• Apple could regulate its App Store marketplace by dictating monthly and lifetime spend limits on in-app purchases in an effort to eliminate the abusive whale-based economics of mobile gaming. This would affect Apple’s bottom-line in the short run, but (aside from protecting a small class of high-spending IAP users) the catastrophic impact such an action would have on the free-to-play game industry would have the added benefit of dramatically improving the health of the overall app ecosystem
  • iOS 11 could expand on the iOS 9 Content Blocker API to include a means for inspecting the content displayed to a user and alerting them about it. Beyond being a simple fake news-detecting browser extension, Apple could wedge in the ability for such extensions to access native user interface elements within apps like Facebook and Twitter themselves. If designed carefully, creative extensions could be designed to report conflicts-of-interest, flag native advertising, and promote opposing viewpoints
  • Apple could leverage the fact that theirs is the only browser in town to start an anti-analytics arms race. After years of Google circumventing cookie controls, ignoring do-not-track headers, and defeating ad blockers, Apple could begin fighting back on behalf of users more aggressively. What if iOS automatically subscribed to Apple-maintained blacklists of servers that capture user analytics? Or, what if their JavaScript engine was designed to block attempts to work around a browser’s privacy features? What if Apple took the extreme step of preventing apps from being able to phone home to admob at all? All of these approaches seem simultaneously technically feasible and potentially calamitous to companies that make their money off reselling user data without explicit consent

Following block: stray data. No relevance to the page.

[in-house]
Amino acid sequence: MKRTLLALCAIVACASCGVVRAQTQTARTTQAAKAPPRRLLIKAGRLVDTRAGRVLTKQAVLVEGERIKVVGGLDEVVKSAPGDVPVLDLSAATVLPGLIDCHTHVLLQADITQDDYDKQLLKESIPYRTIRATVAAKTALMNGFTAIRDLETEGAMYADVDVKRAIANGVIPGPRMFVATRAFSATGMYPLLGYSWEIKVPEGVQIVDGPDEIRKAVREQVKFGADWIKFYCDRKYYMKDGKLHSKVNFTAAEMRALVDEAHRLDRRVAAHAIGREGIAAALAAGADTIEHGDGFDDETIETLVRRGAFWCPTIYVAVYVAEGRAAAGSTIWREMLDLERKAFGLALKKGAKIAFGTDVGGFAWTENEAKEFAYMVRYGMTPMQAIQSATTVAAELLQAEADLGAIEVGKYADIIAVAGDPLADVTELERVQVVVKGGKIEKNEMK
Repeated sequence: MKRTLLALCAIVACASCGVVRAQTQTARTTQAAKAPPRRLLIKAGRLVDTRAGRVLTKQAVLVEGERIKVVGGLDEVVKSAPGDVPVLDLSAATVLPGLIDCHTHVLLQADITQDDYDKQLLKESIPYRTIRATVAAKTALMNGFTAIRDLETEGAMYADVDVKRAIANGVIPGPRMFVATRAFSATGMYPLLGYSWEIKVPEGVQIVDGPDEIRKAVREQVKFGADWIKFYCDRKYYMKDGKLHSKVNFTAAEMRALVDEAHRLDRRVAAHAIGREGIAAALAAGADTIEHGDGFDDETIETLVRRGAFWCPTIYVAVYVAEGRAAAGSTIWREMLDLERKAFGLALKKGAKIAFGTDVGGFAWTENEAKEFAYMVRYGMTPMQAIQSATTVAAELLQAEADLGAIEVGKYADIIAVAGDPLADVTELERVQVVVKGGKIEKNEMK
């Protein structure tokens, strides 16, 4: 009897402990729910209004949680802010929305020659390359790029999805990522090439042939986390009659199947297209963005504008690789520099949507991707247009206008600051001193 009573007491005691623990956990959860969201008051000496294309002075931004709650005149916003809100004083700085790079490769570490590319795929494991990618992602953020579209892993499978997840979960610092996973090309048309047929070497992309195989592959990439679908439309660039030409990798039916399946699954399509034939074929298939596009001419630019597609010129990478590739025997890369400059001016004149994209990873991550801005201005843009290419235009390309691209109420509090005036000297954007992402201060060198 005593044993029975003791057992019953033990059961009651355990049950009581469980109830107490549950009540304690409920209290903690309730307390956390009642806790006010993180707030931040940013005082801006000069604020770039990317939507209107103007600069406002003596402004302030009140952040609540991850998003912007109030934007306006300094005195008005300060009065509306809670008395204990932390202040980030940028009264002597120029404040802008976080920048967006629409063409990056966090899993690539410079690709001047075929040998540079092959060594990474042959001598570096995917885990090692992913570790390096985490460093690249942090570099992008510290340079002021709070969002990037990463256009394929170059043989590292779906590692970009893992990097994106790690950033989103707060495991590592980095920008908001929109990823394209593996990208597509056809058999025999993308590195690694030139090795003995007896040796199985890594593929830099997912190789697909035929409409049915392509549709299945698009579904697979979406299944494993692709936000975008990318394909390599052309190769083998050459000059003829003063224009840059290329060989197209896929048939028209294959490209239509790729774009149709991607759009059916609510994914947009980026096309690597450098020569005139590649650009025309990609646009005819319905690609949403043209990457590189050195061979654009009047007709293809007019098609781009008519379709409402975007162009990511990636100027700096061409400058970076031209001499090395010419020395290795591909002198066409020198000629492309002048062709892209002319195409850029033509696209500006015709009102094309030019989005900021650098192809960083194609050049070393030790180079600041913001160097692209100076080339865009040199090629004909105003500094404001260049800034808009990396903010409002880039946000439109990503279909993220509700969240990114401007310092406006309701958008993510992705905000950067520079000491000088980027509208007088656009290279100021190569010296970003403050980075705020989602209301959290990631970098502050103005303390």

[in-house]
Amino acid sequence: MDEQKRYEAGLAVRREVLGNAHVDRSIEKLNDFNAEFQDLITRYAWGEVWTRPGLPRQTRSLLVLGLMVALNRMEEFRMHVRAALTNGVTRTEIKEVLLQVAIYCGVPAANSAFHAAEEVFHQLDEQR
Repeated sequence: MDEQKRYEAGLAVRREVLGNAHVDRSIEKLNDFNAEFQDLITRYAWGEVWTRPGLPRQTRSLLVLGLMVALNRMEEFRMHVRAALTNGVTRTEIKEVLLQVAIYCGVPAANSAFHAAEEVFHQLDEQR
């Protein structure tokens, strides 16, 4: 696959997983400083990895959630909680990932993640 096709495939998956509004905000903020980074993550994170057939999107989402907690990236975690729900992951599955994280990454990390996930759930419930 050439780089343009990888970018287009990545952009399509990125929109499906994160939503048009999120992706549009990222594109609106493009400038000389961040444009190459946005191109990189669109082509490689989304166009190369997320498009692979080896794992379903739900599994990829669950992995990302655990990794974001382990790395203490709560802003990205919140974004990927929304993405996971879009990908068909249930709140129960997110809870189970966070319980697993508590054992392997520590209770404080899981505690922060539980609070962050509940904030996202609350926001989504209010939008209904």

• In addition to the web, Apple’s mail clients could ship preconfigured not to load images from untrusted senders. Magic pixel images have turned e-mail into a marketing platform driven by open rates and a surprising array of analytics about recipients, and with an action as simple as blocking images by default, Apple could unilaterally put the sleaziest of e-mail marketing companies out of business
  • E-mail also remains a huge vector for those who would attack an individual’s privacy. Many have claimed this is because e-mail was designed for an earlier era, or that the fact that no one “owns” e-mail means that fundamental improvements (like encryption) can’t be made. Hogwash. Apple could use the same technology that enables iMessage users to detect one another as a mechanism for encrypting e-mail by default. First, Apple would quietly generate a PGP key-pair, store it in each user’s encrypted keychain, and then invisibly distribute users’ public GPG keys to any e-mail address that’s also registered with iMessage. Apple’s own mail clients, in turn, would encrypt and decrypt e-mail with as little fanfare as iMessage’s iconic blue bubbles. Third-party mail clients on Apple’s devices would be pushed to get on board, as encrypted e-mail would spread virally—just like iMessage itself did. The public conversation would then shift to Google (who reads users’ e-mail to tailor its marketing) and other mail providers: why aren’t you encrypting your users’ email by default, as well?

These are just the first ideas that popped into my head when given the prompt “what if we stopped believing that more information was always good?” I have to imagine there are much better ideas out there. Unfortunately, Apple (along with perhaps Microsoft) may be the only platform holders with both the power and incentive to do anything about the toxic effect engagement-driven economy has had on us and our world.

For lack of many alternatives, here’s to hoping that Apple agrees that iOS is not-quite-yet a mature platform.